Chances are, if you ask ten different people what makes a good school, you’ll get ten different answers. Over the years, we’ve had people tell us things like ” A good school is one which has the best teachers” or “A good school is where the kids are happiest” or even, “A good school is where the child gets good marks”. And to all of this we say ” yes, and a good school also one that is sustainable, provides the teacher ample opportunities for growth, evolves to meet the changing needs of the times, and produces leaders and thinkers, not just knowledgeable children”.
Of course, any chain of schools worth its salt measures their schools on these parameters, and probably many more as well. However, what wanted was a holistic measure – one that took all these parameters into account, in the right weightages, and then helped us identify the next actions for each school as well. On the other hand, we wanted measures that were actionable (almost piecemeal), and not a large, grand statement that we couldn’t really relate to on the ground. Almost like our child development rubric!
Our biggest problem was how to go about implementing a process of constant evaluation, and thus evolution. We were clear that this couldn’t be an autocratic process of – let’s define a good school and then ask our schools to just transform into a good school, overnight!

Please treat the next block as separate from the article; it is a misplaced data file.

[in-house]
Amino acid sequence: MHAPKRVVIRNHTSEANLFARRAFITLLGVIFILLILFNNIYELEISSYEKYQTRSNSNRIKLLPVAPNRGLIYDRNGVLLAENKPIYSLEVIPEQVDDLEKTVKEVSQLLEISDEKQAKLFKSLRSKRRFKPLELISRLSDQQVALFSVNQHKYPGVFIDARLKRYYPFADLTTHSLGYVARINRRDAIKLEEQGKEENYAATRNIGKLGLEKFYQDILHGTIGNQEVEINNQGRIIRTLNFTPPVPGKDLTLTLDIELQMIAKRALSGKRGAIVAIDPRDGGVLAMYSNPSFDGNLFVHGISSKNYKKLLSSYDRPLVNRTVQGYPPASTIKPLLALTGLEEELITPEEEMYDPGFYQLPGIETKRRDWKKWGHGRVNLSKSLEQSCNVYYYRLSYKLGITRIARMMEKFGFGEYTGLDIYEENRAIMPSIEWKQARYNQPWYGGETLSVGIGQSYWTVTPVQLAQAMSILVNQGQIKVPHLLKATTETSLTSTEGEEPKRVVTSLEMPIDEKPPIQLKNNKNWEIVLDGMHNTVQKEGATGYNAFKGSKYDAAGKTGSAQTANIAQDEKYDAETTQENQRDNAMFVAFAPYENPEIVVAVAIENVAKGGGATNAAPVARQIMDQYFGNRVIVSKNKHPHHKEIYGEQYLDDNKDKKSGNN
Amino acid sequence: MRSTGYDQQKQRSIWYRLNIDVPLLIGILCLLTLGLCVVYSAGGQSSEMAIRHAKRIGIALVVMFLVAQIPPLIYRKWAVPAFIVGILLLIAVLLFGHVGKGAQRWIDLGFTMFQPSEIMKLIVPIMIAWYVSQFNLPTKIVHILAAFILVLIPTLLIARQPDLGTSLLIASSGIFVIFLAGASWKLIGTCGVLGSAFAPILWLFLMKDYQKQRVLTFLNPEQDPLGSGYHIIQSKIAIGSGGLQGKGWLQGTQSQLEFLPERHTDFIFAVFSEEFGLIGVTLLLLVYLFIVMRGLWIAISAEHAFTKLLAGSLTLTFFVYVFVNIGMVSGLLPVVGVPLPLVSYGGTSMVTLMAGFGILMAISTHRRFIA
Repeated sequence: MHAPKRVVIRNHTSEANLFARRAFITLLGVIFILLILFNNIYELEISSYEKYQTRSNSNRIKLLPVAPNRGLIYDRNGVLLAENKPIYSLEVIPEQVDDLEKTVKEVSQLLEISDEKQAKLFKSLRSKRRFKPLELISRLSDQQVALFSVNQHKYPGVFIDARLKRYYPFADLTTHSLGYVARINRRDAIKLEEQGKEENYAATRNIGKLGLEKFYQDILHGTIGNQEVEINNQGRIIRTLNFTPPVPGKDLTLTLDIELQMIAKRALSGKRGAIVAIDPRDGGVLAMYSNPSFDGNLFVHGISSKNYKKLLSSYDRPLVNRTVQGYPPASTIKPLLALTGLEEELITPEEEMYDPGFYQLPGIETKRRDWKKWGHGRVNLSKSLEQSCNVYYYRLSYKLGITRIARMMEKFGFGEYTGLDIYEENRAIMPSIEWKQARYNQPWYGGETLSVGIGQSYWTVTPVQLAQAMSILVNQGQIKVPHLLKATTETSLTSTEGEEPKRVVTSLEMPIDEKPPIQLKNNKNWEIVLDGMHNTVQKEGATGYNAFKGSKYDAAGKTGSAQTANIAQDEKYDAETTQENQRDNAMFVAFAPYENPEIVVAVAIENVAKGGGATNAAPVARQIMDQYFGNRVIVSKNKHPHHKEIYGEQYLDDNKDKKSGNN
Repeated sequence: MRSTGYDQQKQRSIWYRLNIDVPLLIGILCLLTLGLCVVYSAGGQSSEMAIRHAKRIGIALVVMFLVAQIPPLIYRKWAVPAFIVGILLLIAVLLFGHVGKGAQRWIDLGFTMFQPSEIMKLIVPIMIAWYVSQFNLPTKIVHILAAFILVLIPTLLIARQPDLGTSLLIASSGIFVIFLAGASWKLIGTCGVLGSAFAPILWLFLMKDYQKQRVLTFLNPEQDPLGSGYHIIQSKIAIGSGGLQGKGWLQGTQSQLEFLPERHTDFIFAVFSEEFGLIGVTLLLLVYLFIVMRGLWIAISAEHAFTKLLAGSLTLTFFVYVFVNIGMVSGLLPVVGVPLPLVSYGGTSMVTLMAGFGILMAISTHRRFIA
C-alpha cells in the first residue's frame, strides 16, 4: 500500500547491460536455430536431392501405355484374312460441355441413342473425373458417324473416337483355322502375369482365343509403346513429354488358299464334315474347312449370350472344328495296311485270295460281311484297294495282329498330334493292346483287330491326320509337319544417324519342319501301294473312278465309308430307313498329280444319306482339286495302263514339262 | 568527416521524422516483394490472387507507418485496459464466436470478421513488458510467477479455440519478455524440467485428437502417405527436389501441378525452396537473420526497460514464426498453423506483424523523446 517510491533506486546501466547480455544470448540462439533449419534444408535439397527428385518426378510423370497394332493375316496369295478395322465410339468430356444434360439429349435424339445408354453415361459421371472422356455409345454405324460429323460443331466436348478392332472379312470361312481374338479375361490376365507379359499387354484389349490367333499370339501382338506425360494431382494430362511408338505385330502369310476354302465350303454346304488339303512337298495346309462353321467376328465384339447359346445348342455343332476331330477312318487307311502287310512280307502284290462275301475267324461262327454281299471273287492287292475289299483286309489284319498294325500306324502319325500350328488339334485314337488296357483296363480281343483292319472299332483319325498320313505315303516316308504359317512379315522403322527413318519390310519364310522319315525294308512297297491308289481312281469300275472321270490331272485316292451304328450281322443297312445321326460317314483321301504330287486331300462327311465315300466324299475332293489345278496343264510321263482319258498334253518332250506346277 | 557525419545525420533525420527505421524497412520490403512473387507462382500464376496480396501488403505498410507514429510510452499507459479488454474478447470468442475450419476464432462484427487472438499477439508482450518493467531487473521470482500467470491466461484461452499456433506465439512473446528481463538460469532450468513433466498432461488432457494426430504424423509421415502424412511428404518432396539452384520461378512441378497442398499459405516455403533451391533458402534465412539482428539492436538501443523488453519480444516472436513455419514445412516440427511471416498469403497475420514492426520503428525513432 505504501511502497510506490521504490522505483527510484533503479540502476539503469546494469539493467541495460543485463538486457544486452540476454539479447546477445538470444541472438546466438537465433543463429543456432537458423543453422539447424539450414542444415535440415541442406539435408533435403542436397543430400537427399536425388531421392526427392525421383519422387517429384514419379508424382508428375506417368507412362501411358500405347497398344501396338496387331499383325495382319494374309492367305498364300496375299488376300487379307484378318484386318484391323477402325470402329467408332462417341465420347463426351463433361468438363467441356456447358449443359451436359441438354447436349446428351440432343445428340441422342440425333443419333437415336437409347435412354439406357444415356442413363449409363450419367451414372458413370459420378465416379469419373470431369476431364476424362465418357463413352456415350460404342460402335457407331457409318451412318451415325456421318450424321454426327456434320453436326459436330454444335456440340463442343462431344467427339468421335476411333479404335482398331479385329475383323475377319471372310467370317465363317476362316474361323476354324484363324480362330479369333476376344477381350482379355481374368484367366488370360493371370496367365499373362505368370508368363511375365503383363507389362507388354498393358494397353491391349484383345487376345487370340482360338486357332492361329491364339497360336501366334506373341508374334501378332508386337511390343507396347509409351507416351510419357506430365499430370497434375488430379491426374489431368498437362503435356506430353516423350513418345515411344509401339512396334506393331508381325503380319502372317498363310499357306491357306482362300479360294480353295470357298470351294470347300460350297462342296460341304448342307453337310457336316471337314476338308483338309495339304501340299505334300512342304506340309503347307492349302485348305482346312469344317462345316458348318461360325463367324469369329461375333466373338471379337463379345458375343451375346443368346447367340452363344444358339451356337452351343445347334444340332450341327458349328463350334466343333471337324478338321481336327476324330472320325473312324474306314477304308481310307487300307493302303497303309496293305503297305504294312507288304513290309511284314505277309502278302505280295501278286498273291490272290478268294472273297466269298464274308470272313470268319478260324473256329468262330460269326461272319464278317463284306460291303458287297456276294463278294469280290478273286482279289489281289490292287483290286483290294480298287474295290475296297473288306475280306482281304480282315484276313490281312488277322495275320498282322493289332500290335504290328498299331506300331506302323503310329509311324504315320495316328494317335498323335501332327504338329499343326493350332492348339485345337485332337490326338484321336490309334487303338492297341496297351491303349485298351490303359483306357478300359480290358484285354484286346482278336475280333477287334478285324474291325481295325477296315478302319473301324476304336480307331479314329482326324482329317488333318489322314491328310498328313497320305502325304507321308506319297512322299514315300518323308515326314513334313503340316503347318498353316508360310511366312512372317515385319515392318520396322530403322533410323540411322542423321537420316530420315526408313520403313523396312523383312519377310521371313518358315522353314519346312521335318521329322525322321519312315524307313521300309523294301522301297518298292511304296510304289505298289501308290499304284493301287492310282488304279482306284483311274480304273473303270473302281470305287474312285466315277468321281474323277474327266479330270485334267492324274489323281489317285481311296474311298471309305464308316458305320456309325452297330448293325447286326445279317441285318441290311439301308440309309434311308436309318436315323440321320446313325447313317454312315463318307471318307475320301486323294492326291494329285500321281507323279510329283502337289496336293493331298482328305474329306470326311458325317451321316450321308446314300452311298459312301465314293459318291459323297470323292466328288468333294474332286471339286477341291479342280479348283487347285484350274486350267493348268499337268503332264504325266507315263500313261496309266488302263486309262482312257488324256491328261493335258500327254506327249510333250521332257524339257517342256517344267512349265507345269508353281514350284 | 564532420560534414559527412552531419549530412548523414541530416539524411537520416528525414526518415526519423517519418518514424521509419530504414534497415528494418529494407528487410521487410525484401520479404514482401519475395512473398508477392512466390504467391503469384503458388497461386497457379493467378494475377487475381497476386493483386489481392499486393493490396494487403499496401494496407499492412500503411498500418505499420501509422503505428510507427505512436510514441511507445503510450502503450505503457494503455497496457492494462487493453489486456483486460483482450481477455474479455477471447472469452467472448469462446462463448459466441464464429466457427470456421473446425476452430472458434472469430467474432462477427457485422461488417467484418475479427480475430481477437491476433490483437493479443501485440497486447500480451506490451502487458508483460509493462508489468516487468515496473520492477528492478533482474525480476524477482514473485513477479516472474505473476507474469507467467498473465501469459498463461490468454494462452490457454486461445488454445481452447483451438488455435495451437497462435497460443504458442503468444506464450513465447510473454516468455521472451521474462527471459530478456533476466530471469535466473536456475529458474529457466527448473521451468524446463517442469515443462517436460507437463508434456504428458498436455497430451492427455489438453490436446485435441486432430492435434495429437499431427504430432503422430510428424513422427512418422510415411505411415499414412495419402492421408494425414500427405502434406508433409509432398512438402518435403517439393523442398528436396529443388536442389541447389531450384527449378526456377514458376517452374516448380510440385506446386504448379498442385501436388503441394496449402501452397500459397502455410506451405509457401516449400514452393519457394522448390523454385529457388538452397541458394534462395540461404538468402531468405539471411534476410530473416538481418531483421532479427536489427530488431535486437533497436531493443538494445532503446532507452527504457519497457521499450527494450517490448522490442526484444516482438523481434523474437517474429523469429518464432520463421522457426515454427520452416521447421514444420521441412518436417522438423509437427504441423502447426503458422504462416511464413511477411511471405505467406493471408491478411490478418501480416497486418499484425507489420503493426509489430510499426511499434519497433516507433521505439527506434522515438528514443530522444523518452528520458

And as usual, we started at the beginning. A completely cross functional team of talent managers, school leaders, teachers and academics staff sat together to define ‘Good’ schools. It was a very exciting journey, and at the end of it, we had our first draft of the ‘School Rubric’.
Over the last 2 months, we have implemented the tool. It helps us measure each of our schools on 5 key parameters –
3. Parent (engagement & involvement)
How this works is that each of these key parameters are broken down into specific, measurable sub-parameters. Each of the sub-parameters are both ‘Real’ and “Relevant’. For example, the ‘Learning’ parameter consists of specific,measurable and actionable sub-parameters such as : ‘Learning happens in an environment of well-being, security and positivity in the classroom’. How this would then be measured are by evidences and observations like – the children are smiling and happy, the children trust the maushis and feel comfortable in their company etc.
You can see that the result of this type of evaluation is direct and actionable, making the building of a great school a series of small actions and not an overwhelming and un-relatable concept.
So here’s what we believe are the benefits of this sort of bottom-up approach.
1. Real action. Nothing is obscure. Eg: If your children aren’t smiling, then you need to a take a harder look at your learning environment.
2. Co-created almost always means comprehensive.
3. It takes personalization to the next level. Think about it, each school is now able to create their own path to mastery!
We hope to roll out the rubric to all our schools by November. And as expected, as we implement, we learn, and we adapt. So keep watching this space for more on our school rubric!